On Monday Australian health insurer Medibank announced via an ASX release that they would not be paying the ransom demand for data theft activities that occurred in mid-October. This decision was made after consulting cybercrime experts, who indicated to the company that paying the ransom would not guarantee customer data would be kept confidential, but is likely to prompt the threat actor to perform follow-on extortion on the customers whose data was stolen. On October 12th, Medibank detected the “precursors to a ransomware event,” which prompted their IT team to initiate ransomware response procedures. This quick response prevented a ransomware event, but not before the attackers exfiltrated customer data. ThreatWatch has previously covered the extent of the data exfiltrated on October 27th. The threat actors refer to themselves as Sodinokibi, which was previously used by the now-shuttered REvil ransomware gang, and calls the operation BlogXX. Between their naming and the encryptor used by the BlogXX operation sharing source code with REvil’s encryptor, researchers believe this is either a relaunch of REvil or a new group with ties to REvil.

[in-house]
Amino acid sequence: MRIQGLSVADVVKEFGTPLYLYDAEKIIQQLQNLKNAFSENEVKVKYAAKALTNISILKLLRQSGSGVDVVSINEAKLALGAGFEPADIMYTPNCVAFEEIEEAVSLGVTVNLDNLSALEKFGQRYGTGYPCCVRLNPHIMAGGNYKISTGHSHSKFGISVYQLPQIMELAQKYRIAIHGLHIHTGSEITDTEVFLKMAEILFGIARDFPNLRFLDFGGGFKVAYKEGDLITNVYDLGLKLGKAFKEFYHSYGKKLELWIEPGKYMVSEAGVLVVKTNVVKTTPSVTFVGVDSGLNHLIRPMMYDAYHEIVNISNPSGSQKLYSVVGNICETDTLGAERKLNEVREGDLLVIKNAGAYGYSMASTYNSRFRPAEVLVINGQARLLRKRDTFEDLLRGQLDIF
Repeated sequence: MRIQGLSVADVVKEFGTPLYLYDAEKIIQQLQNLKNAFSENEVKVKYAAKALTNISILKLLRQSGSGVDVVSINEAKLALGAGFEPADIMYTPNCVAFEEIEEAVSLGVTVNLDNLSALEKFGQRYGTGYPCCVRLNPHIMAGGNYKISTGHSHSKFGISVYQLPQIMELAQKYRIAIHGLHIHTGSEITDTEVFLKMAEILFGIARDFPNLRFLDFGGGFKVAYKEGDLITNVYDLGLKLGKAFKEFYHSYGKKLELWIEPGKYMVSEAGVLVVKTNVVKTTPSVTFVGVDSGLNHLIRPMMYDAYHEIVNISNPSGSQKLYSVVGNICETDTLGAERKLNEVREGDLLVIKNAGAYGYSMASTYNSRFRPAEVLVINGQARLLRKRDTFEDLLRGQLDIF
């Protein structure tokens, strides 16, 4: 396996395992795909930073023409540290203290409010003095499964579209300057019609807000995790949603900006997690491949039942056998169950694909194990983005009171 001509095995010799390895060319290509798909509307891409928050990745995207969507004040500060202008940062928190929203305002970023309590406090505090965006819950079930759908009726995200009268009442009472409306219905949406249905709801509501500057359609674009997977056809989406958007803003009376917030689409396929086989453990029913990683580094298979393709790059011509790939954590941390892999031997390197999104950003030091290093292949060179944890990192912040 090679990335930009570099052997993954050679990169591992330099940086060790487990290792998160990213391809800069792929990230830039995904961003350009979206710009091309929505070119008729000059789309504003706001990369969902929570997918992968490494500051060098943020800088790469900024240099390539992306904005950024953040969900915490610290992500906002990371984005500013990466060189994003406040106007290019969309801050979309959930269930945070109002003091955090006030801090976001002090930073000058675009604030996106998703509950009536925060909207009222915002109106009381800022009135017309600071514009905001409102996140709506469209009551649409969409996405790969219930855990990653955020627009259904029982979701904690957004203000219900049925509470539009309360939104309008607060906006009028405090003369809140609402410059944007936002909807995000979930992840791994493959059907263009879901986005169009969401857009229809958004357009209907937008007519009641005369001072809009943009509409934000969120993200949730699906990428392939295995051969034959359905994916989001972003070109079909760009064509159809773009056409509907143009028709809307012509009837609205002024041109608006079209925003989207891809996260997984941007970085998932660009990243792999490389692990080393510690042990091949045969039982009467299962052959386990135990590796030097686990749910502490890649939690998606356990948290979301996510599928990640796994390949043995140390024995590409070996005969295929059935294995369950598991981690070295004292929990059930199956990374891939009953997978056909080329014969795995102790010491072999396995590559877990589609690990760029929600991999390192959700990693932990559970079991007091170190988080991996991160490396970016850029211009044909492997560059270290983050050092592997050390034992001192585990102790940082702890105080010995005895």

Companies have a few options when it comes to detecting unauthorized access of files, which may have helped catch the attack before a significant amount of customer data was exfiltrated in this case. Canary tokens can be leveraged to create files that appear highly valuable but create an alert when accessed. Companies can also implement canary accounts, baiting attackers into logging into accounts that trigger an alert on a successful login, that appear to be used for accessing critical data. Many data classification solutions also offer restrictions on the times during which groups of users can access data, and can help provide a behavioral baseline on what normal usage looks like to identify abnormal access. Netflow data can also be used to establish a baseline of network traffic to better identify data exfiltration or command and control (C2) traffic.